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Afghan interpreters who served with British army should be allowed to stay in UK, says defence secretary

Translators in 'limbo' and let down by Home Office's 'shameful' rules, they say

Harriet Agerholm
Thursday 03 May 2018 19:02 BST
A US soldier walks with an Afghan interpreter before a mission
A US soldier walks with an Afghan interpreter before a mission (Reuters)

Afghan interpreters who served alongside British troops fighting the Taliban should be allowed to stay in the UK, the defence secretary has said, after it emerged they could be deported.

More than 150 interpreters who served on the front line in Helmand Province were granted sanctuary in the UK in 2012 under a five-year visa set to expire next year.

They wrote to the home secretary this week saying they had been left in “limbo” and had been let down by the Home Office’s “shameful” rules. Each has been told they need to pay £2,389 if they wish to be granted the indefinite right to remain in the UK.

But on Thursday the defence secretary, Gavin Williamson, told the BBC the Home Office should waive the fees.

“These are people who have served alongside our armed forces and they have done so much ... so we have made it absolutely clear they should be staying in this country," he said.

“We want to do everything we can do to make sure they are able to do that, and we have been in touch with the Home Office making that position clear, and I am quite confident the Home Office will be supporting us and making sure that happens as quickly as possible.”

Home Office sources told The Independent on Thursday afternoon the department was “considering” the measure. An official statement was pending.

The interpreters were allowed into the UK under a five-year relocation scheme and once it expires they will need to apply for indefinite leave which would incur the fee.

“We took great risk because we believed in the integrity of the British Army, only to be let down by politicians who see us as [a] number and not as people who have sacrificed more for this country than many of its citizens,” the letter says.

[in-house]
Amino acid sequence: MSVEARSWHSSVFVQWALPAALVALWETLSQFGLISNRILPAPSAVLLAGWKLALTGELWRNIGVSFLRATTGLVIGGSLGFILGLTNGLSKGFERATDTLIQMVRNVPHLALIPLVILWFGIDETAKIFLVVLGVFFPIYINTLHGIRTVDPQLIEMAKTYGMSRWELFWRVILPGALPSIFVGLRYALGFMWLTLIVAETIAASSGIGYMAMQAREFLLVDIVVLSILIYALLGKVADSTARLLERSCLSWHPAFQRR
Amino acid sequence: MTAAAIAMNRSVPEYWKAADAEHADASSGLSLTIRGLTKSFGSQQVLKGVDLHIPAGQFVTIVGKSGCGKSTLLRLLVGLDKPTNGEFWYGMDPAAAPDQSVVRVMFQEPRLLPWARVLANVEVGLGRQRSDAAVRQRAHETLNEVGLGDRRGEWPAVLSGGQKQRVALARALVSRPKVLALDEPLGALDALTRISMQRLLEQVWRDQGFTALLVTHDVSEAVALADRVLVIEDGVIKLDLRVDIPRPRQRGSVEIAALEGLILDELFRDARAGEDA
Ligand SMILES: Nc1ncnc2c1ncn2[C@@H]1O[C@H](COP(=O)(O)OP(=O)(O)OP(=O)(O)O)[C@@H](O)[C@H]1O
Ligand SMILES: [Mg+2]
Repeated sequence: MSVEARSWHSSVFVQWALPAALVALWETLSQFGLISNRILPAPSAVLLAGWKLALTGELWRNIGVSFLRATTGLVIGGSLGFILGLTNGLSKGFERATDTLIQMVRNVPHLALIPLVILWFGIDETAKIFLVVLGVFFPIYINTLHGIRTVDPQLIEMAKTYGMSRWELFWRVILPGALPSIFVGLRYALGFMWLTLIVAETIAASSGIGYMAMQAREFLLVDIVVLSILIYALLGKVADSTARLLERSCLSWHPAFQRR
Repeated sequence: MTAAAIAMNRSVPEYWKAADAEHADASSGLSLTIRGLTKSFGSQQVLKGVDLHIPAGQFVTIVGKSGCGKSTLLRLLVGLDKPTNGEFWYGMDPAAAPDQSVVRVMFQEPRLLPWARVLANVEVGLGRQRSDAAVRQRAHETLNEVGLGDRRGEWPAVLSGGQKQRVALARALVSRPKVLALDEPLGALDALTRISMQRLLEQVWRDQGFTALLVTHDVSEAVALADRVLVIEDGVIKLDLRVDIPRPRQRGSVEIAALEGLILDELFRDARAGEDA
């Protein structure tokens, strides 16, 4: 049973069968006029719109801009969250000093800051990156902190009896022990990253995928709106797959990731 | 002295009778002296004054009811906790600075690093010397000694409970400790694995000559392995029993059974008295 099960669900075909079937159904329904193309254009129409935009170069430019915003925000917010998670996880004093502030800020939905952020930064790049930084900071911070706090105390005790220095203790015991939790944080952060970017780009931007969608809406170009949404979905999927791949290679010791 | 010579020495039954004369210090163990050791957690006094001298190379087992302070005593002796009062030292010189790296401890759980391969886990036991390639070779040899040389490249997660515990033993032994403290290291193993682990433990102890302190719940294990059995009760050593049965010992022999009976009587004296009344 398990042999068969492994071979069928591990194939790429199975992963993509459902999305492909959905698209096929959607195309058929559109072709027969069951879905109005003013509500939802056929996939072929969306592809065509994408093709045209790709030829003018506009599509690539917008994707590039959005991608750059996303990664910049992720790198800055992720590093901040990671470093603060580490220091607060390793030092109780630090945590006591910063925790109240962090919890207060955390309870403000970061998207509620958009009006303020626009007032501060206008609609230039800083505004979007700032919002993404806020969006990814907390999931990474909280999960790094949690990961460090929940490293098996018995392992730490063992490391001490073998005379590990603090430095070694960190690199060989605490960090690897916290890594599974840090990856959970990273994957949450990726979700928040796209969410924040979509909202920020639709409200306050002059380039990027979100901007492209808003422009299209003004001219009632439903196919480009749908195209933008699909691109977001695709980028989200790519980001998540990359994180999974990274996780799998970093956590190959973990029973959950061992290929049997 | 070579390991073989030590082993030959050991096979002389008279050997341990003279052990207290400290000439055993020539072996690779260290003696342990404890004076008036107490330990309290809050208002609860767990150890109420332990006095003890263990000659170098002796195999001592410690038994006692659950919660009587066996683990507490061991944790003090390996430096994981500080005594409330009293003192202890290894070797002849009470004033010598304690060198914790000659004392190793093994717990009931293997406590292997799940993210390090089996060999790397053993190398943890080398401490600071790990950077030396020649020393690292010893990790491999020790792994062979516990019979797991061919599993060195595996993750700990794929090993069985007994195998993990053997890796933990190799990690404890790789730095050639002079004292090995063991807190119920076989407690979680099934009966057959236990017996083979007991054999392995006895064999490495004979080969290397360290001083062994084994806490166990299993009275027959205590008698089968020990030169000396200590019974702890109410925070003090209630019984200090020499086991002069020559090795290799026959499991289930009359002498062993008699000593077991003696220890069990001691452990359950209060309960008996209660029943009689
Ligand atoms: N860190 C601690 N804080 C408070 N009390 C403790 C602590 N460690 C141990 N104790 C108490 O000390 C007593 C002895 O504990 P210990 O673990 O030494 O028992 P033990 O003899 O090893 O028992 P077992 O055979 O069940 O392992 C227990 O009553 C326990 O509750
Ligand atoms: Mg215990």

Signatories said the fee of more than £2000 was “so great it is unaffordable for many”.

The letter also details how interpreters whose children were born in the UK were facing problems trying obtain documentation for them.

Mr Williamson said British troops have worked “hand in glove” with the brave translators and said he knows “everyone across government will be working with us to get this matter resolved as swiftly as possible”.

He said he would be “amazed” if they were kicked out of Britain, stating they “have every right to be here”.

“We have a personal duty to do the right thing by them and I know that is something that is felt right across government,” he added.

Mr Williamson's statements come after the threatened deportation of Hafizzulah Husseinkhel, a 26-year-old Afghan interpreter who was sent to a detention centre last December.

He was eventually released after the Home Office failed to contest a bail application lodged by his barrister.

PA contributed to this report

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